With final votes in both chambers, the General Assembly approved The Elder Adult Financial Act sponsored by Sen. Cynthia A. Coyne (D-District 32, Barrington, Bristol and East Providence) and Rep. Joseph J. Solomon, Jr. (D-District 22, Warwick). The legislation requires financial institutions to report suspected financial exploitation of seniors to the Office of Healthy Aging and authorizing them to temporarily hold transactions they suspect as such. The legislation will be sent to the governor for signature. The legislation (S 0264A, H 5642A) would require financial institutions to train employees to recognize indicators of elderly financial exploitation, and on their obligation to properly report it and place a hold on suspicious transactions. The legislation was the result of recommendations made by the Special Task Force to Study Elderly Abuse and Financial Exploitation, a group led by Sen. Coyne that met in 2018 and 2019 to explore the facets of elder abuse and make policy recommendations to address them.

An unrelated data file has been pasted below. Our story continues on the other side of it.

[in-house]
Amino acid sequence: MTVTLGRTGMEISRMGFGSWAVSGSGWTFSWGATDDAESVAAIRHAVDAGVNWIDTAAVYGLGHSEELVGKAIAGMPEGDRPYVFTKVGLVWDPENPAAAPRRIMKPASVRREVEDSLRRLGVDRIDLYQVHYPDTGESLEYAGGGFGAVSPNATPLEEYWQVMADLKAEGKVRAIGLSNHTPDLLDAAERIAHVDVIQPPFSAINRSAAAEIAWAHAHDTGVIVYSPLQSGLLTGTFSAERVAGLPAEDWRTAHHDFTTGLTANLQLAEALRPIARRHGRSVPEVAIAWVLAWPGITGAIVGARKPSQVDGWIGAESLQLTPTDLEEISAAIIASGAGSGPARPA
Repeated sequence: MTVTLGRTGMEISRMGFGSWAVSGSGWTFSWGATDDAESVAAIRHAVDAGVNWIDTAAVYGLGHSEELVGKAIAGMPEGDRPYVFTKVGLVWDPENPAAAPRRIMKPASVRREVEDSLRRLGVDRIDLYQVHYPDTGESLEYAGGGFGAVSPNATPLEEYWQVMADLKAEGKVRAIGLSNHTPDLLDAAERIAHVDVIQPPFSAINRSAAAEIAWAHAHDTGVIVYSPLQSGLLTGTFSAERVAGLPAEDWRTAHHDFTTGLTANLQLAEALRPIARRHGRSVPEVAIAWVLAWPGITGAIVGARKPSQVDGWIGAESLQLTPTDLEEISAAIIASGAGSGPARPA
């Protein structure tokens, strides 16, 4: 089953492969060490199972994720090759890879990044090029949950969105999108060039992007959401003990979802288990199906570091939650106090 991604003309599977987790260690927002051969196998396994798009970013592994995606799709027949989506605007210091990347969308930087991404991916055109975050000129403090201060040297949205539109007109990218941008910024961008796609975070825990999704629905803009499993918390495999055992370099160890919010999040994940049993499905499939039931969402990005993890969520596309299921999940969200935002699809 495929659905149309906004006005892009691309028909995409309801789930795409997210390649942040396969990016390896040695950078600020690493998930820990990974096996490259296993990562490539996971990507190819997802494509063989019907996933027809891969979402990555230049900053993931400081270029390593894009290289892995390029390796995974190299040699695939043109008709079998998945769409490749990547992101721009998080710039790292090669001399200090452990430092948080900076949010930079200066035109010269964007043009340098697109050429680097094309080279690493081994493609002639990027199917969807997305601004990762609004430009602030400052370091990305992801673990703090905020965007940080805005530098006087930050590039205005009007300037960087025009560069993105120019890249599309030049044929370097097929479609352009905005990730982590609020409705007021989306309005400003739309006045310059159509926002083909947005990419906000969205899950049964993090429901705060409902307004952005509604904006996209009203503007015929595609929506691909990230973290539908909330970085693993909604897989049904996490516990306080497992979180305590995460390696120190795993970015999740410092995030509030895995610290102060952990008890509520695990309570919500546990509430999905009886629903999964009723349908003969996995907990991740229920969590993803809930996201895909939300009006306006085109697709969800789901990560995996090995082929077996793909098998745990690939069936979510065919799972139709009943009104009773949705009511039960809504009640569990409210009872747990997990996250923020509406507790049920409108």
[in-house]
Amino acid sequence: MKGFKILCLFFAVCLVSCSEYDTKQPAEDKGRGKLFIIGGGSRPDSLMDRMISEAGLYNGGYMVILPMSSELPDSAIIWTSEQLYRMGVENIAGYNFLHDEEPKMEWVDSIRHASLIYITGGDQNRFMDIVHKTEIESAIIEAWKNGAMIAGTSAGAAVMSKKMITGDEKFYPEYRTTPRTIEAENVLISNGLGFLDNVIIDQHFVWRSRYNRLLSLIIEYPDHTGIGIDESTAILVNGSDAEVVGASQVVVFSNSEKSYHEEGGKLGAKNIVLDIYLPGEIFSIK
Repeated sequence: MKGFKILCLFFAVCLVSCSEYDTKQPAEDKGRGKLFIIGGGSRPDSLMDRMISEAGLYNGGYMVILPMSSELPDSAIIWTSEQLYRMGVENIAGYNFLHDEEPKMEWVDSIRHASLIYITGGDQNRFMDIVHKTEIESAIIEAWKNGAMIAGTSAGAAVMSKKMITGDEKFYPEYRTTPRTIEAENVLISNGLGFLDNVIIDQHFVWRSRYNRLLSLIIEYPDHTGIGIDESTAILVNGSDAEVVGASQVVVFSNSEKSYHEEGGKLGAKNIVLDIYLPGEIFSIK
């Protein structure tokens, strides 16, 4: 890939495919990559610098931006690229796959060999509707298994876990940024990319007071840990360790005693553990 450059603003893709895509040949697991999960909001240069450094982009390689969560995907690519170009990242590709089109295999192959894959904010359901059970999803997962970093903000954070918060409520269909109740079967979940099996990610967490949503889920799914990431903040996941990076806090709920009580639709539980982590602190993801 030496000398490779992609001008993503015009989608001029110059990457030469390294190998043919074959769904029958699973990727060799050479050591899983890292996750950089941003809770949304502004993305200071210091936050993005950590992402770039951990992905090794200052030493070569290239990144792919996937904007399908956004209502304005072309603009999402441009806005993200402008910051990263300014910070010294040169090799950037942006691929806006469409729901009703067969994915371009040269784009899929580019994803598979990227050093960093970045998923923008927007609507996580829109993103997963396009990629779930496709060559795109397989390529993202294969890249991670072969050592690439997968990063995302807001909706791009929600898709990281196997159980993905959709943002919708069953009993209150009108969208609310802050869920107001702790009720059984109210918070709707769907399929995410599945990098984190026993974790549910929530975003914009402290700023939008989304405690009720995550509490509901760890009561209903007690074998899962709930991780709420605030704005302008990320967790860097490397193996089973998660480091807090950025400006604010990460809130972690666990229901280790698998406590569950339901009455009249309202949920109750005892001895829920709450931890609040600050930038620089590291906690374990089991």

Rep. Gregg Amore (D-District 65, East Providence) and Sen. Valarie J. Lawson’s (D-District 14, East Providence) legislation, The Uniform Control Substance Act, would exclude chronic intractable pain from the definition of “acute pain management” for the purposes of prescribing opioid medication has been signed into law by Gov. McKee. The legislation (H 5247A, S 0384A) calls for new guidelines for treatment of chronic intractable pain based upon the consideration of the individualized needs of patients suffering from it. The legislation acknowledges that every patient and their needs are different, especially those suffering from chronic pain. Chronic intractable pain is defined as pain that is excruciating constant, incurable, and of such severity that it dominates virtually every constant, moment. It also produces mental and physical debilitation and may produce a desire to suicide for the sole purpose of stopping the pain.